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New kiosks make e-ticketing easier

Published Sep. 9, 2005

Though the airlines love e-tickets (they save millions in paperwork), we have had a lot of reasons to hate them since they debuted in the mid-'90s: You could not exchange them by phone, and if you missed a connection, you had to race to the ticket counter for a printout of your flights.

Today, most Continental and Northwest terminals have freestanding e-ticket kiosks that work like ATMs; Delta, US Airways, and United have begun to install them, too. These machines let you bypass check-in lines, print your boarding passes, even choose seats.

Northwest, which already has 240 kiosks, and Alaska Airlines, which has 353, recently announced that you can check in and print boarding passes on the Web _ less than 24 hours but more than 90 minutes before your flight. US Airways and Delta plan to roll out similar programs this year.

Hotel ratings


A two-star French auberge may not be the same caliber as another country's two-star hotel, so make sure you know what you are checking yourself into. Here's a quick ratings guide to hotels in France, Greece and the United Kingdom.

FRANCE: One star and no star: Simple hotel with basic comfort. May not include breakfast. Two stars: Comfortable hotel that may not include breakfast. Three stars: Better class, comfortable hotel. Includes breakfast. Four stars: High class, comfortable hotel. Includes breakfast. Four Stars L (luxury): Deluxe hotel with luxuriously furnished rooms. Includes breakfast.

GREECE: D, E: Simple rooms, often with shared bathrooms. C: Charming and homey, usually found in the countryside. A (first class): Many of the same amenities as L, minus direct-dialing. L (luxury): Hotels will have conference rooms, swimming pools, air conditioning, elevators, minibars, televisions and direct-dial phones.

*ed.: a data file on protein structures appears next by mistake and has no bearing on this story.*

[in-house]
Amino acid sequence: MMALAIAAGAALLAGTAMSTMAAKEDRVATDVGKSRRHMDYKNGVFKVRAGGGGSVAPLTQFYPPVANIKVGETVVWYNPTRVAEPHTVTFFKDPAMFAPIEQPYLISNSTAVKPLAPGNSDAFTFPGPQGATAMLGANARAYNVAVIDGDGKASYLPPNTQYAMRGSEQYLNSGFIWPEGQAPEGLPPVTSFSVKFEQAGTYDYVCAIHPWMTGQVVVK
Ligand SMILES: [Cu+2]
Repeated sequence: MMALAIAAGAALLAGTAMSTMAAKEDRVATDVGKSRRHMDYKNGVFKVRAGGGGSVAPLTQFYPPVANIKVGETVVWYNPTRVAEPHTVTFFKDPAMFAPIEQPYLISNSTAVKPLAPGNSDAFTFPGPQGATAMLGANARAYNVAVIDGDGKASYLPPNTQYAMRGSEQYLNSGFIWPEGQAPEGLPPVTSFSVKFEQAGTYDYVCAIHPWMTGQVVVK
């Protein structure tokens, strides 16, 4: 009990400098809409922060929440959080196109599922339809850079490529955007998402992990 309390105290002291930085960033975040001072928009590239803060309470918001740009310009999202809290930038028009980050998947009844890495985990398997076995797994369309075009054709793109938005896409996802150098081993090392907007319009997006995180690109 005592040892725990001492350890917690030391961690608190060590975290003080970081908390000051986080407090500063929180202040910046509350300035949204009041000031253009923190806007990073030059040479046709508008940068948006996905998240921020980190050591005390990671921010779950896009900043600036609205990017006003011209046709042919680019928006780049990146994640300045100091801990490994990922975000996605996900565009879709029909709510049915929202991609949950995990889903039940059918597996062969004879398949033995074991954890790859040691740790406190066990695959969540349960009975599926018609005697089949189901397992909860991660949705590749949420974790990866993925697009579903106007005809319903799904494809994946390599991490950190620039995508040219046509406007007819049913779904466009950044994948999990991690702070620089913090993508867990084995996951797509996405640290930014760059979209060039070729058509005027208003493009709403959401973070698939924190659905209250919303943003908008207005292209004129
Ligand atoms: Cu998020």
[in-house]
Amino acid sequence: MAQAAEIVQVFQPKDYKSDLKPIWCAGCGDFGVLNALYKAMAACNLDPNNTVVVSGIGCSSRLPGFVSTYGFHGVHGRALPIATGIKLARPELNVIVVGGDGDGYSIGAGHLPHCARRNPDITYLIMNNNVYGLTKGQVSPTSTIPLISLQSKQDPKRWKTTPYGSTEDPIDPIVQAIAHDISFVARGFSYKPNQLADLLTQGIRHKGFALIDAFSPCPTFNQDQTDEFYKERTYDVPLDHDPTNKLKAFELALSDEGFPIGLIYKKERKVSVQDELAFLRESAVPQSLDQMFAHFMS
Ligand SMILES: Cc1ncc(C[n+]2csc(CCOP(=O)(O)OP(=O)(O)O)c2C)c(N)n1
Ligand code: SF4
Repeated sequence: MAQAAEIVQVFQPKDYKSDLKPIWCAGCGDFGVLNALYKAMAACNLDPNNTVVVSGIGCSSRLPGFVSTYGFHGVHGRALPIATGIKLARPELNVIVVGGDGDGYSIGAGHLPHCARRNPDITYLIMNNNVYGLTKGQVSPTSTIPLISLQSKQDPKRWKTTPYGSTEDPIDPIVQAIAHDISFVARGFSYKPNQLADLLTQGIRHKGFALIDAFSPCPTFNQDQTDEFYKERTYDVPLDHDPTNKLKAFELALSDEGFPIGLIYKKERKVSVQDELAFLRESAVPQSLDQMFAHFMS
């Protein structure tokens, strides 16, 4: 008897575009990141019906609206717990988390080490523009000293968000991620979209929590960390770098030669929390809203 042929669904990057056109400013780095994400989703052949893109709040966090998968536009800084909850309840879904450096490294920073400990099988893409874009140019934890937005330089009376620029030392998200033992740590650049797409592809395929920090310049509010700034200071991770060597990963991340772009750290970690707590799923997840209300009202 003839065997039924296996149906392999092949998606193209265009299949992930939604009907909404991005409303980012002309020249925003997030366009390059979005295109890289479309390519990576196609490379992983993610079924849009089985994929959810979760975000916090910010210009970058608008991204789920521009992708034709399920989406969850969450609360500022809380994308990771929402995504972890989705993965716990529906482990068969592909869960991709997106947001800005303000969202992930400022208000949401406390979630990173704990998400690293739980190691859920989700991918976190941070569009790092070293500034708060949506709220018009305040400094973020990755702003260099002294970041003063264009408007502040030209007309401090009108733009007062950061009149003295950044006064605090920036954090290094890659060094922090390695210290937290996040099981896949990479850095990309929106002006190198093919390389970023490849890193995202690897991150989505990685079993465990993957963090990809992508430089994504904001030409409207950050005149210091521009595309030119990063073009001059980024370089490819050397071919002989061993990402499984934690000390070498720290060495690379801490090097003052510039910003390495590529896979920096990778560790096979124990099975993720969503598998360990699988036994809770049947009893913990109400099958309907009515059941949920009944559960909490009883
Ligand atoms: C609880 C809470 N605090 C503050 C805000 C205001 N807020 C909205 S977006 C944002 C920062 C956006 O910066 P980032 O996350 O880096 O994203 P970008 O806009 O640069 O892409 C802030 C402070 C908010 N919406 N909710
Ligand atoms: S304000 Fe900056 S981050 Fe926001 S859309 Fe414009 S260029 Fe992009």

UNITED KINGDOM: One star: Small, independently owned, with a family atmosphere. Limited range of facilities, simple meals. Some bedrooms may have private bathrooms. Two stars: Small- to medium-size, comfortable rooms, usually with private bath/shower. Three stars: Reception and public rooms, restaurant, all bedrooms have full baths (usually with hair dryer), direct-dial telephone. Four stars: Bedrooms are spacious and have coordinated furnishings; 24-hour room service, laundry and dry cleaning. Five stars: Luxurious accommodations throughout. Strong attention to interior design. Formal service, restaurant, knowledgeable staff.

For other countries' general ratings, contact their tourism office; most have offices located in New York City (area code 212).

Economy class

hard on health

Recent studies have linked air travel with deep vein thrombosis, blood clots that form in leg veins due to blood pooling. The lack of mobility and dehydration often associated with long, economy class flights are believed to worsen the thrombosis, which can be dangerous.

To safeguard against deep vein thrombosis, book an aisle seat so you can move about the plane more easily, wear loose-fitting clothes, walk around regularly, limit alcohol and coffee, and guzzle plenty of water. Aspirin's blood-thinning effects may also help.